About AngelPad

AngelPad is a seed-stage accelerator program based in NYC and San Francisco. In the past 5 years we have launched more than 130 companies in 10 cohorts. Every 6 months we select about 12 teams from a huge pool of applicants (usually around 2000) to work with us.

While others have decided to “scale” and take on more companies or launch more cities, we have stayed true to our original goal: Find a bunch of awesome companies with founders we would like to work with and spend three very intense months with them. This focus has paid off, AngelPad has risen to be the #1 Accelerator in the U.S. (at least that’s what a real study from MIT/Brown University says) and Strictly VC called us the “Anti-Y Combinator“.

During the program, we work on everything from finding product market fit, defining a target market to getting first validation for the company. We are also instrumental in helping companies prepare for fundraising and of course for our investor demo day.

AngelPad is Thomas Korte and Carine Magescas, a husband-and-wife founder team (who met while sharing the same title and the same job in a start-up back in 2001)

Carine spent 15 years in High Tech, working mostly for start-ups but also for Business Objects in France and Informatica in the US pre-IPO. Her career encompasses an unusual – and particularly useful when coaching start-ups – span of experience from Technical Sales and hard core Information Systems Project Management (Pre-sales, Project Manager and European Technical Account Manager for Unilever at IRI Software) to Marketing (Director of Marketing Communications in Information Systems start-ups) and Strategic Alliances (she created and ran the Strategic Alliances Department of Business Objects France in 1996). In 2003 she launched a home design e-commerce website, with 400 clients in just the first year and wholesalers like the MoMA and W Hotels. Carine also managed to find time to become a successful and accomplished fine art photographer, with gallery representation in the US and Europe. She has multiple solo and group exhibitions under her belt – in New York, London and San Francisco.

Thomas was Google’s first International Product Manager, responsible for all the Google Product Launches in Europe dating back to 2002. He spent 7 years at Headquarters and was at the origin of Adwords, Google Maps and Google Shopping. He also filed two patents which are still a crucial part of Google search ranking and ads monetization products. After leaving Google, he became a “super-angel” making dozens of investments in just one year. Quickly realizing that investing in startups and working alongside with founders is not exactly the same, he launched AngelPad. Thomas is known for his vision and creative ideas. He loves the thrill of early stage companies, when everything has to be figured out and the energy runs high.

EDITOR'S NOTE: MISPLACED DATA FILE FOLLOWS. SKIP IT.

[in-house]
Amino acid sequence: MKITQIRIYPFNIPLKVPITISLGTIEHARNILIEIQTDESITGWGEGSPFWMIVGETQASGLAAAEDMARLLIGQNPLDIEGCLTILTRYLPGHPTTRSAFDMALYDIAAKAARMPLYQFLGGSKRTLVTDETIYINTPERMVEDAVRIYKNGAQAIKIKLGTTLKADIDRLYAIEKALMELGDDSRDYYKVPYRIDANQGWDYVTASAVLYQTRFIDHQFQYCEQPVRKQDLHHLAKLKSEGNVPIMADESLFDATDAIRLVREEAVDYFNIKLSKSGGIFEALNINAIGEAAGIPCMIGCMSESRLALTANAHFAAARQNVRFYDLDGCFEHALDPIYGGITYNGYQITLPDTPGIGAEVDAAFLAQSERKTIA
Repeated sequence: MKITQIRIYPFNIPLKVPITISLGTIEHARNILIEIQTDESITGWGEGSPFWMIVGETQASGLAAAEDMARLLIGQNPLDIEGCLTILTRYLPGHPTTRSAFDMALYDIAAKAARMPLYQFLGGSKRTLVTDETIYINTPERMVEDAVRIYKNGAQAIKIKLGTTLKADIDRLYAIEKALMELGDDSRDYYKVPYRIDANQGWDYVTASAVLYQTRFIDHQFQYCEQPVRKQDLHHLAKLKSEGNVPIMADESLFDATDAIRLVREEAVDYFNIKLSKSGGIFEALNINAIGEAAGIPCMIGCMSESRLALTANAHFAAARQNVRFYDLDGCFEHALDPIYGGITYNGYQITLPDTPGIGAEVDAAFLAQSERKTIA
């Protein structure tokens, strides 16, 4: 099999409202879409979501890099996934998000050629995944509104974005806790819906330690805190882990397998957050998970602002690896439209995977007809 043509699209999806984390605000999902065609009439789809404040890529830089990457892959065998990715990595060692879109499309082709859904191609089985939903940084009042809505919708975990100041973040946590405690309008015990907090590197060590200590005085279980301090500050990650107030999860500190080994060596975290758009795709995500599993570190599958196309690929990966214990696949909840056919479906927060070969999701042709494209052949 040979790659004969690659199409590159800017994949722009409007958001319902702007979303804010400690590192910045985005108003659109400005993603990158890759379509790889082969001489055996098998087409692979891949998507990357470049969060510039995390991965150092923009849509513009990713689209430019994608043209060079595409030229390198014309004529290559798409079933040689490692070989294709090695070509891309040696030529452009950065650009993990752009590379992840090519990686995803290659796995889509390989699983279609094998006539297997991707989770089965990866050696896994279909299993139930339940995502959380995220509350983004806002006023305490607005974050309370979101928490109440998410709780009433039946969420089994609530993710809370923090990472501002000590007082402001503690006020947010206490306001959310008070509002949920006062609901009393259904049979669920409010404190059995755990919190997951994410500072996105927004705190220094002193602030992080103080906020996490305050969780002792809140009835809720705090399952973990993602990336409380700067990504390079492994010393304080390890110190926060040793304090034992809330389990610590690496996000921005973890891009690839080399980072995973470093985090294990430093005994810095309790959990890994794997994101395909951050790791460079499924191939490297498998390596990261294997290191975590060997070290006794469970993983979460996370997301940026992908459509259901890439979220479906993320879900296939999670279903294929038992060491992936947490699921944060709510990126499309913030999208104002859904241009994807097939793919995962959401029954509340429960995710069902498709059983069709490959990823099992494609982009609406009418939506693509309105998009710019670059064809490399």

AngelPad does not have “mentors” – well, we do, but in a different way. We don’t believe in the “one-size-fits-all” advices that founders only get when they meet with mentors once and even find damaging contradictory advices founders often get from different mentors. A startup, especially through the intense three months of an accelerator, moves very quickly – things are tried, changed, modified, tried again every day and a mentor has to be part of that daily journey to be valuable. At AngelPad Carine and Thomas work alongside the startup founders every day. We roll up our sleeves and figure stuff out – everything – together with the founders.

There are a lot of “Friends of AngelPad” who come spend time with us during each session. Really, really smart people who we have known for a long time and trust to provide valuable insights. Those include, among others, Keval Desai (Interwest), Naval Ravikant (AngelList), Bryan Schreier (Sequoia), Wesley Chan (Felicis), Tom Tunguz (Redpoint), Satya and Hunter (Homebrew), Elad Gil, Dave McClure (500 Startups).

Apply to AngelPad or read one of our alumni’s “Insider Scoop to AngelPad” or “What happens at AngelPad

To see us in action, watch AngelPad featured on the PBS NewsHour: